Drug Misuse in Primary Care

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Transcript Drug Misuse in Primary Care

Introduction to Drug Misuse
Les Goldman
Objectives
• Gain basic knowledge of
• Common current patterns of drug misuse
• Local referral pathways
• Available treatments
Commonly misused drugs
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Cannabis - “draw” “weed”
Ecstasy, LSD
Solvents
Amphetamines - “whizz”
Opiates - “gear” “brown”
Cocaine - “crack” “rock” “stone”
Benzodiazepines - “blues”
Common patterns of drug misuse
• Primary heroin IV or inhaled plus
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Methadone, DHC etc when supplies low
Benzodiazepines for “depression”
Cocaine occasionally as “treat”
Cannabis daily
• Primary cocaine use - intense binges plus
• Heroin and/or benzos afterwards
• Cannabis
Harmful effects result from
• Properties of drug
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Hallucinogen - ecstasy, LSD
Depressant - opiates, benzodiazepines
Stimulant - amphetamine, cocaine
Addictive potential
• Mode of administration
• Oral - overdose risk
• Smoked / inhaled - heat, tobacco, ash, toxic fumes
• Injected - overdose and infection risk, arterial injury, DVT
• Use in combination
• With other drugs
• With alcohol
Primary Care interventions assessment 1
• 5 areas
• Drug use (which drugs, quantity used, duration of use,
mode of administration, experience of withdrawal and
overdose, previous treatment)
• Physical health
• Psychological health
• Social circumstances (friends, family support, housing,
work)
• Involvement with criminal justice system
Primary Care interventions assessment 2
• Objective confirmation
• History
• Examination
• Investigation
Primary Care interventions motivation
• Cycle of change - something to offer at each
stage
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Precontemplation
Contemplation
Action
Maintenance
Relapse
Primary Care interventions harm reduction
• Accurate information about drug effects and risks
• Verbal
• Written
• Encourage safer pattern of use
• Care with combinations of drugs / alcohol
• Smoke rather than inject
• Safer smoking / injecting techniques
• Manage physical health problems
• Preventive health care
• Overdose prevention (don’t inject alone, learn basic CPR)
• Vaccination (hep A, hep B, tetanus)
Appropriate referral
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• Bridge Project (non-statutory)
• Counselling, harm reduction, needle exchange
• Activities (music, IT, gym, complementary therapies)
• Treatment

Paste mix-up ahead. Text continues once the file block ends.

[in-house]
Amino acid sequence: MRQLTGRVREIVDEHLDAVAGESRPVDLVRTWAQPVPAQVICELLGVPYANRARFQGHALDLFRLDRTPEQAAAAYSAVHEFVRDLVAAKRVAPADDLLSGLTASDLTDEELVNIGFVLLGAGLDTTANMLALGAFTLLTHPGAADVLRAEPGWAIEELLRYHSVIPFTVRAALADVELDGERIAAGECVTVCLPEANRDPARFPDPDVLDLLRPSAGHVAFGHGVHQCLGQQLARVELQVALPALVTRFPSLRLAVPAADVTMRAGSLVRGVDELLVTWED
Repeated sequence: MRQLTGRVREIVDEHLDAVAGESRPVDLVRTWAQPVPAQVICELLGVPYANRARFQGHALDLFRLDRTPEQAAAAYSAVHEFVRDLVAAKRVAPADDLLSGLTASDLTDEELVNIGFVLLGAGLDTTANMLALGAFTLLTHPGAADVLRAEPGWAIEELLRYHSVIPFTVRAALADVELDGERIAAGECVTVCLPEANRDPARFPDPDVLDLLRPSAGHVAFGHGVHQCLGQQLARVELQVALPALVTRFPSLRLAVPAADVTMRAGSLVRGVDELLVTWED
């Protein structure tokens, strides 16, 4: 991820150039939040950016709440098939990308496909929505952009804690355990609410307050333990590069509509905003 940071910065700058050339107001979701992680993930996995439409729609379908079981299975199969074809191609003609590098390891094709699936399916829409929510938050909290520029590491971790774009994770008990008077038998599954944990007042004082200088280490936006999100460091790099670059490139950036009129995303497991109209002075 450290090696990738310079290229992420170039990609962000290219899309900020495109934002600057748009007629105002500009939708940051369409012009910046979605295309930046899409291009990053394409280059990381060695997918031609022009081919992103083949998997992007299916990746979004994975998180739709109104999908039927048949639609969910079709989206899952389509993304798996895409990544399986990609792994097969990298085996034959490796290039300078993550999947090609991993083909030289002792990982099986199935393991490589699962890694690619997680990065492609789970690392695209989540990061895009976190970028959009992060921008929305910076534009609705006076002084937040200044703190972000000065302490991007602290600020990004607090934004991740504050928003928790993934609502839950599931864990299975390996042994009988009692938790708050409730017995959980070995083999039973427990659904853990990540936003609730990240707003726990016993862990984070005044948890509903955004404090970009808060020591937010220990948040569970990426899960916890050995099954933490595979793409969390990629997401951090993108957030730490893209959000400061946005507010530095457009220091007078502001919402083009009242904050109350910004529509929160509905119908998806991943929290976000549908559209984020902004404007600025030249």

• Women’s Service
• Young People’s Service
• Stimulant Service
Appropriate referral
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• PCT level primary care based services
• NBPCT Drug Service
• Ripple Project
• City SMS
• Personnel - GPwSI, CPN, physical health nurse, drugs
worker, vocational advice, social support, carer support,
community development
• Principally opiate dependence services
• Main exclusions
• Complex poly - substance misuse
• Serious mental health problems
• Young people
Appropriate referral
• Specialist Services
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CDAT (Horton Park Centre)
One Stop Maternity Service
Young People’s Service
Day Care
Detoxification programmes
• Other services
• Carers
• Self help (Narcotics Anonymous)
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Criminal Justice and Drugs
• Drug Intervention Programme (DIP)
• Restriction on Bail (ROB)
• Drug Treatment & Testing Order (DTTO)
• Support workers
• Structured activities
Principles of treatment 1
choice of intervention
• Substitute prescribing
• Appropriate for e.g. opiate and benzodiazepine misuse
• Harm reduction
• Physical
• Psychological
• Social
• Maintenance / detoxification
• Symptomatic relief
• Appropriate for e.g. cocaine misuse
• Relapse prevention
• Medical - naltrexone
• Non medical - supportive counselling
Principles of treatment 2
choice of opiate substitute
• Methadone
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Long acting
Can’t inject mixture
Sedating
Withdrawal sometimes difficult
• Buprenorphine (Subutex)
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Long acting
Blocking effect (safer but risk of precipitate withdrawal on starting treatment)
Less sedating
Easier withdrawal
• Dihydrocodeine
• Easily diverted
• Easier withdrawal, useful for quick detox
• Less potent
More information
• Drug Misuse and Dependence - Guidelines on
Clinical Management DoH 1999
• www.smmgp.co.uk
• Guidelines and info
• www.drugscope.org.uk
• Easy to use source of information
• www.nta.nhs.uk
• DoH agency commissioning drug misuse services